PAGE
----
Saving

Americans want to save $1.9 million for retirement and 53% think they're 'very likely' to succeed: Survey

"If this last year showed us anything, it is that the unexpected can and will happen. You need to prepare."

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Americans want $1.9 million banked, on average, by the time they retire, according to a new study from Charles Schwab. More than half, 53%, of people say they are "very likely" to reach their retirement savings goal.

Researchers at the financial services company surveyed 1,000 adults ages 21 through 70 who are currently using a 401(k) plan to gauge their savings and measure how far they have left to go.

Many of the Schwab respondents think they are on the right track. More than a third, 38%, say they are currently "doing fine" financially, while 53% describe their situation as "pretty good." Meanwhile, almost 3 in 10 believe their lifestyle in retirement will improve.

Those savers have a plan to stash away even more, the study notes. Nearly half, 48%, plan to save more money in general to up their retirement ante, while 36% are specifically aiming to increase their 401(k) contributions.

About 35% will invest more money outside of their workplace retirement accounts, and 34% will focus on paying down debt to free up income.

Fidelity reports "record levels" of retirement savings as of the third quarter of 2021. Still, according to its findings, many savers have a long way to go if they intend to put away nearly $2 million before they leave the workforce: The average 401(k) balance was $126,100.

Getting on the right retirement track means saving what you can

When saving in a 401(k), experts suggest you try contributing 10% to 15% of your monthly income. If that figure seems daunting, start by contributing what you can and aim to scale up over time. It may help to consider automating your contributions to streamline the process.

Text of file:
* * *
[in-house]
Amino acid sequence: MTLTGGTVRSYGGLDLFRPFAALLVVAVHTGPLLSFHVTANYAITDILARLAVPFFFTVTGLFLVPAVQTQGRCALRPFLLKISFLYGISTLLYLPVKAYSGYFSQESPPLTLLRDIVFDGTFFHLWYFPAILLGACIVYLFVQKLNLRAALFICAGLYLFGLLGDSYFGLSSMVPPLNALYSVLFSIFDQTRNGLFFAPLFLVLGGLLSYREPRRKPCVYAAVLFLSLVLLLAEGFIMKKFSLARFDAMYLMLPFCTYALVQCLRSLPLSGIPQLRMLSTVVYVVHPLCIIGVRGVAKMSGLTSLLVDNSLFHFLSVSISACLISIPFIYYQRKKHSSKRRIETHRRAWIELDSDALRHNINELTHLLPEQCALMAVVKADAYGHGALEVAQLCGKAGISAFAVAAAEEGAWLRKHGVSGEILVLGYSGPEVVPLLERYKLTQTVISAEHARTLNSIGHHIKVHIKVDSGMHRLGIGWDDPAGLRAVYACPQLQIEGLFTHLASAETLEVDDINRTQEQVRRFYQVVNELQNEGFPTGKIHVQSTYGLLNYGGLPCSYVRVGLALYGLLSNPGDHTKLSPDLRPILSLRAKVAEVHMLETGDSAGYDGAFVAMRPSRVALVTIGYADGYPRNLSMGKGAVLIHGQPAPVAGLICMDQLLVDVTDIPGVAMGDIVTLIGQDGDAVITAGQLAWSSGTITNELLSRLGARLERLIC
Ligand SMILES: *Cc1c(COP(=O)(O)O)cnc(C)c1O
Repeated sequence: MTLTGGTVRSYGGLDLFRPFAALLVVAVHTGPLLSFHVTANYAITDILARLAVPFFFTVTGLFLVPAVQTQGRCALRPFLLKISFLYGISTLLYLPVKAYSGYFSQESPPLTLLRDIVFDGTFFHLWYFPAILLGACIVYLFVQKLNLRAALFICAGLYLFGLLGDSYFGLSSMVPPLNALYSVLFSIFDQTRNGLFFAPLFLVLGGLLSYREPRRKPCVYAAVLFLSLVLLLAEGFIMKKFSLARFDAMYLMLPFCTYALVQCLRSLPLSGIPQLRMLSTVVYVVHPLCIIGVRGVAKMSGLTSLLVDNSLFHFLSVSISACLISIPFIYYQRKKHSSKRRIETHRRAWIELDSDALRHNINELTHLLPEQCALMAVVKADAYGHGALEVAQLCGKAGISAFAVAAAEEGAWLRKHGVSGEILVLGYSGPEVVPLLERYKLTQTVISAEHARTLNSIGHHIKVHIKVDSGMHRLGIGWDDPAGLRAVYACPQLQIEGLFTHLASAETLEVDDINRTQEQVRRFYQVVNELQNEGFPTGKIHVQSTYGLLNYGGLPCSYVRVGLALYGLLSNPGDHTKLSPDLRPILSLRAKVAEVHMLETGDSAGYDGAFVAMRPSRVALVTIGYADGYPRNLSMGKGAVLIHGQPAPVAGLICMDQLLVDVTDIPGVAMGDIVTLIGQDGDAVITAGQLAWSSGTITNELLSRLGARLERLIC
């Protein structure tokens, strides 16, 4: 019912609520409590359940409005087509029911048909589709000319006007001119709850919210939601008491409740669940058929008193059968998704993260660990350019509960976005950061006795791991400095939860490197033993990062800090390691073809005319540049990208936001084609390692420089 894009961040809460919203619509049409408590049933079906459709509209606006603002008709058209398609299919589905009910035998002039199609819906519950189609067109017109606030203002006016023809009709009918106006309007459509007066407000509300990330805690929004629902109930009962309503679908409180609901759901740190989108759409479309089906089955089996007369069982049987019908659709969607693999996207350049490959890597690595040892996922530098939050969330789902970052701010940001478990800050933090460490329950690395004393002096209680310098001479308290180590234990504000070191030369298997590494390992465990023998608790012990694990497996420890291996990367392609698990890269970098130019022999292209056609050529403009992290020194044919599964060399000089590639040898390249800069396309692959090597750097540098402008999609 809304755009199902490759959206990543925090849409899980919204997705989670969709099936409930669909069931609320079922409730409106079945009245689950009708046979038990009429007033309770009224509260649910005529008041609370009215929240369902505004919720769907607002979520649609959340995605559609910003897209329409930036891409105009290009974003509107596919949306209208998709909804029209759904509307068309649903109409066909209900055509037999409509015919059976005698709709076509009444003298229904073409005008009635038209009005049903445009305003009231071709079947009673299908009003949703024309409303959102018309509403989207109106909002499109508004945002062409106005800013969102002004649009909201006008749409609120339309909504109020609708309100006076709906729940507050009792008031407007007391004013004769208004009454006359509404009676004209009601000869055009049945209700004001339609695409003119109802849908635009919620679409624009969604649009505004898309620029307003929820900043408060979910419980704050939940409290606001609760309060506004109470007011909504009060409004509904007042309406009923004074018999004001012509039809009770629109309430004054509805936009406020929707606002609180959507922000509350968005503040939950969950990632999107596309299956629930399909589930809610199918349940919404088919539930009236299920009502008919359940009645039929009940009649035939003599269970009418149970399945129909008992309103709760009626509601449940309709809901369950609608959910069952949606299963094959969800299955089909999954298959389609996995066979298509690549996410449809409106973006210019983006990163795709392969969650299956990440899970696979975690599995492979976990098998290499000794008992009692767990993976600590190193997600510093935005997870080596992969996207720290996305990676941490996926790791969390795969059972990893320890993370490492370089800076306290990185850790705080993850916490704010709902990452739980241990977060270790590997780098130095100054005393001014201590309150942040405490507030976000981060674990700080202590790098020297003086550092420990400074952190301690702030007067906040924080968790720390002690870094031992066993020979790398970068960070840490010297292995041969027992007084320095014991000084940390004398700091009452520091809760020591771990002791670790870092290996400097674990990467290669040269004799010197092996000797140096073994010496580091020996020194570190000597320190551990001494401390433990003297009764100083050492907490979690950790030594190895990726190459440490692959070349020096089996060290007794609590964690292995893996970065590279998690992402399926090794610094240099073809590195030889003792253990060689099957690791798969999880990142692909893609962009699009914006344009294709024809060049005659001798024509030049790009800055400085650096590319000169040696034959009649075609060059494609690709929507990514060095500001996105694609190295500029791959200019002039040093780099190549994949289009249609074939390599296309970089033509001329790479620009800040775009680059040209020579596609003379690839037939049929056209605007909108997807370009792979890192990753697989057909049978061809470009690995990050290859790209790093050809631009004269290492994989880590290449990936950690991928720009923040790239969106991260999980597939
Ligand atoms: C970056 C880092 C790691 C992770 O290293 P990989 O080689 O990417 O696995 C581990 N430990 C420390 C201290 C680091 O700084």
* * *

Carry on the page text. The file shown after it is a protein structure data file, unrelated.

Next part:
"Whether it is through automatic salary deferrals to your 401(k) or monthly contributions to investment accounts, automating your savings is a way to make sure" your money grows, says Wesley Botto, a certified financial planner and certified public account in Cincinnati.

"If you have to think about it each month, you may forget."

If you have an employer-sponsored plan, Greg McBride previously told Grow, "you can contribute by a payroll deduction, and your employer oftentimes will match some of the funds that you're putting in, giving you free money." That can effectively double how much you're putting away.

For 2022, the 401(k) contribution limit is $20,500, up from $19,500 last year. Savers ages 50 and older can contribute up to an extra $6,500 in catch-up contributions, for a maximum total contribution of $27,000.

'The unexpected can and will happen,' so prepare

More than one-fifth of Schwab survey participants say they expect that their retirement will be delayed because of Covid, with millennials (currently aged 21-40) and Gen Z (aged 21-24) most concerned.

The setbacks they're worried about include stock market volatility (32%), unexpected expenses (29%), and keeping up with monthly bills (27%). Some people indicated they're held back by the cost of saving or paying for their child's education, or pricey credit card debt.

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What is a 401(k) match and how can you take advantage of it?

Video by Ian Wolsten

Working to save an emergency fund of at least 3 to 6 months' worth of living expenses could serve as a buffer for these tough expenses, experts say, so you don't have to scale back retirement contributions or dig into your future savings.

"The first thing you need to establish is your emergency savings fund, then make sure you get your company match in the retirement plan," says Botto. When it comes to staying on track for your retirement and other financial goals, awareness is your best tool, he adds: "If this last year showed us anything, it is that the unexpected can and will happen. You need to prepare for it."

Feeling more confident in your retirement prospects means you must first assess your goals and obstacles. Check out Grow's retirement calculator to get a target tailored to you.

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